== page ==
In Quadrant Structured Products Company, Ltd. v. Vertin, 102 A.3d 155 (Del. Ch. Oct. 1, 2014), the Delaware Court of Chancery held that the contemporaneous ownership requirement of Section 327 of the General Corporation Law of the State of Delaware (the "DGCL") does not apply to corporate creditors for purposes of determining whether a creditor has standing to bring derivative claims against the board of directors of an insolvent corporation. The Court also declined to dismiss the creditor's fiduciary duty and fraudulent transfer claims related to certain transactions between the corporation and its controlling stockholder, but granted the motion to dismiss with respect to fiduciary duty claims related to the decision of the board of directors to pursue a "risk-on" business strategy that allegedly favored junior creditors over more senior creditors.
The individual defendants were members of the board of directors (the "Board") of Athilon Capital Corp. ("Athilon") that were allegedly controlled by EBF & Associates ("EBF"), Athilon's sole stockholder and the holder of junior notes issued by Athilon (the "Junior Notes"). The plaintiff, Quadrant Structured Products Company, Ltd. ("Quadrant"), owned debt securities issued by Athilon that were senior to the Junior Notes held by EBF. Quadrant alleged that the EBF-controlled Board took a number of actions while Athilon was insolvent to benefit EBF at the expense of its other stakeholders, including (i) paying interest on the Junior Notes instead of deferring the payments to future periods as permitted by the terms of the Junior Notes, (ii) entering into certain agreements with EBF's affiliates at above-market rates, and (iii) amending the limited purpose provisions in Athilon's certificate of incorporation to allow Athilon to pursue a riskier business model that allegedly preferred the interests of EBF over more senior creditors.
As a preliminary matter, the Court held that Quadrant, as a creditor of Athilon, had stranding to pursue its claims derivatively. The Court clarified that the fact of insolvency does not give rise to any special duty that is owed by a board of directors directly to the corporation's creditors, but rather gives the corporation's creditors derivative standing to enforce the general fiduciary duty that the board of directors owes to the corporation to maximize the firm's value for all residual claimants. In addition, the Court declined to extend the contemporaneous ownership requirement of Section 327 of the DGCL to creditors, thereby holding that creditors are not prevented from bringing derivative claims in respect of transactions that pre-date the corporation's insolvency or their acquisition of an insolvent corporation's debt. Although the argument was not raised by the defendants, the Court noted that it is possible that creditors could be required to comply with other substantive principles of derivative actions, such as demand excusal and demand refusal, in order to pursue derivative claims.
With respect to Quadrant's substantive claims, the Court found that Quadrant's allegations adequately stated a claim for breach of fiduciary duty and fraudulent transfer with respect to the payment of interest on the Junior Notes and the agreements with EBF's affiliates. Furthermore, because EBF was a controlling stockholder that allegedly stood on both sides of the transactions, the Court held that the transactions would be subject to scrutiny under the entire fairness standard of review. The Court dismissed Quadrant's claims with respect to the Board's decision to pursue a riskier business strategy, finding that the directors had made decisions that appeared rationally designed to increase the value of the firm as a whole rather than impermissibly preferring the interests of EBF, as a junior creditor and stockholder, to the interests of other residual claimants. Finally, the Court concluded that none of the directors could invoke the protections of the exculpatory provision in Athilon's certificate of incorporation because three of the directors were officers of either Athilon or EBF and it was not possible at the motion to dismiss stage of the proceeding to determine whether any breach of fiduciary duty on the part of the other two directors resulted solely from a breach of the duty of care.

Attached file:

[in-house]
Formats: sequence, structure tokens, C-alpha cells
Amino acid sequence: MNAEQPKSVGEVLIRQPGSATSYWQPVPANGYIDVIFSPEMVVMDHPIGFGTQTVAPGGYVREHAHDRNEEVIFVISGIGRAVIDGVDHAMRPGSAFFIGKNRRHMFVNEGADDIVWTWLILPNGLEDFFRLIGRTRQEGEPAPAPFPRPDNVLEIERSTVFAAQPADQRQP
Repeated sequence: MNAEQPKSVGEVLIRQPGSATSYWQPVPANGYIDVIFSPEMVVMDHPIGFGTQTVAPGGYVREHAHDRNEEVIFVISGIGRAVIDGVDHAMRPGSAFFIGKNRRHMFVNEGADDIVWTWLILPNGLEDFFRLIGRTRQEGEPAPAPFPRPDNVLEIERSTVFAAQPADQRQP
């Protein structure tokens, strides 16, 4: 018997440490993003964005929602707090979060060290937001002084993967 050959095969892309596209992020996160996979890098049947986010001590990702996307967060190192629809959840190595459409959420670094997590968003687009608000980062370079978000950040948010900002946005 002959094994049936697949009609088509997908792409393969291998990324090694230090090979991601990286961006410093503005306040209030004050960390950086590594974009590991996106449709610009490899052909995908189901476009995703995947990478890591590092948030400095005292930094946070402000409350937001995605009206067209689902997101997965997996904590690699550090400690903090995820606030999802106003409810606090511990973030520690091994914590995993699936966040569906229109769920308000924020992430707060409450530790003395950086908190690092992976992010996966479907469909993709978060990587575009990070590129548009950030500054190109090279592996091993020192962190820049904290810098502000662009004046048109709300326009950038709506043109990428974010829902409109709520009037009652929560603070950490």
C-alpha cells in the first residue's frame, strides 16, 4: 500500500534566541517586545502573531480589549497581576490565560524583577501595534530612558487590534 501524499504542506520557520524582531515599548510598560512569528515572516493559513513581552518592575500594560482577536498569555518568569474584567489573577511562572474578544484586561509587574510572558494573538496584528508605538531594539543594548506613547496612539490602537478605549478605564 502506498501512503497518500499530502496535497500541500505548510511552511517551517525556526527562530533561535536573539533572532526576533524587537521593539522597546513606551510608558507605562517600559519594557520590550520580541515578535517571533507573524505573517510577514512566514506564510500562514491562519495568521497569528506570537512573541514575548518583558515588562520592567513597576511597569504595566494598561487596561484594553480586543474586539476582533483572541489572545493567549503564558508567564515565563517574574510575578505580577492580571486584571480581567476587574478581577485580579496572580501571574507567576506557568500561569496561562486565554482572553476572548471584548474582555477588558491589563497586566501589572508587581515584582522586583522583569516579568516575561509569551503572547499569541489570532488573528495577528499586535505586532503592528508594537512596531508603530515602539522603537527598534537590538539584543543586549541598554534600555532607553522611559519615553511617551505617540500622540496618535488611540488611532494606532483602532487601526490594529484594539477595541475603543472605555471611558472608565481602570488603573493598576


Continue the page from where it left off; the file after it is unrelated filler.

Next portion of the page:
In a decision issued less than one month later, the Court of Chancery, in Quadrant Structured Products Company, Ltd. v. Vertin, 2014 WL 5465535 (Del. Ch. Oct. 28, 2014), denied Quadrant's motion for reconsideration of the dismissal of claims related to the Board's risk-on strategy. Quadrant contended that the Court had overlooked the importance of the fact that Athilon was a limited purpose corporation and that pursuing the riskier business strategy was outside the scope of its original purpose, as set forth in its certificate of incorporation. Quadrant also argued that the Court had failed to consider whether its allegations were sufficient to support an inference of bad faith and rebut the business judgment rule with regard to the Board's decision to amend the corporation's certificate of incorporation in order to pursue the riskier strategy. The Court noted that Quadrant's first argument did not present grounds for reconsideration because Quadrant's own complaint established that Athilon's governing documents authorized the Board's risk-on strategy. Specifically, the complaint recognized that the Board had the authority to amend Athilon's certificate of incorporation and, thus, could expand Athilon's limited purpose to make investments involving greater risk. With respect to Quadrant's second argument, the Court noted that the motion to dismiss opinion considered and rejected Quadrant's bad faith claims when it held that the Board had made a rational business decision to pursue a riskier investment strategy.